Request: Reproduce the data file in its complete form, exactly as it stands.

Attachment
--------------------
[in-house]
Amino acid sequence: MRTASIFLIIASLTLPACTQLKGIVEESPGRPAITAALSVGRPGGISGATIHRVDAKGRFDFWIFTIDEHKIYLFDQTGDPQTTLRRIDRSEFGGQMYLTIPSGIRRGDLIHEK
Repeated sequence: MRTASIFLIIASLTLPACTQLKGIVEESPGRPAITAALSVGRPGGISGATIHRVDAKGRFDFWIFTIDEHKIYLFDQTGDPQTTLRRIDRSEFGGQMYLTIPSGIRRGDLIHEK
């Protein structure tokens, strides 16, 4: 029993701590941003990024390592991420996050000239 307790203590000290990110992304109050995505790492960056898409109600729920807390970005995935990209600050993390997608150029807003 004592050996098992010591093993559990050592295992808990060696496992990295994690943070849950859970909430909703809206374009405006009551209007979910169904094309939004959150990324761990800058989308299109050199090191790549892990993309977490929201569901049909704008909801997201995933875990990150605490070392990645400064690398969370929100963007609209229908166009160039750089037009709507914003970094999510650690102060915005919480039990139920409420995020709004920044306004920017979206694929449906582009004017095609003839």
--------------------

[in-house]
Amino acid sequence: MRTASIFLIIASLTLPACTQLKGIVEESPGRPAITAALSVGRPGGISGATIHRVDAKGRFDFWIFTIDEHKIYLFDQTGDPQTTLRRIDRSEFGGQMYLTIPSGIRRGDLIHEK
Repeated sequence: MRTASIFLIIASLTLPACTQLKGIVEESPGRPAITAALSVGRPGGISGATIHRVDAKGRFDFWIFTIDEHKIYLFDQTGDPQTTLRRIDRSEFGGQMYLTIPSGIRRGDLIHEK
């Protein structure tokens, strides 16, 4: 029993701590941003990024390592991420996050000239 307790203590000290990110992304109050995505790492960056898409109600729920807390970005995935990209600050993390997608150029807003 004592050996098992010591093993559990050592295992808990060696496992990295994690943070849950859970909430909703809206374009405006009551209007979910169904094309939004959150990324761990800058989308299109050199090191790549892990993309977490929201569901049909704008909801997201995933875990990150605490070392990645400064690398969370929100963007609209229908166009160039750089037009709507914003970094999510650690102060915005919480039990139920409420995020709004920044306004920017979206694929449906582009004017095609003839």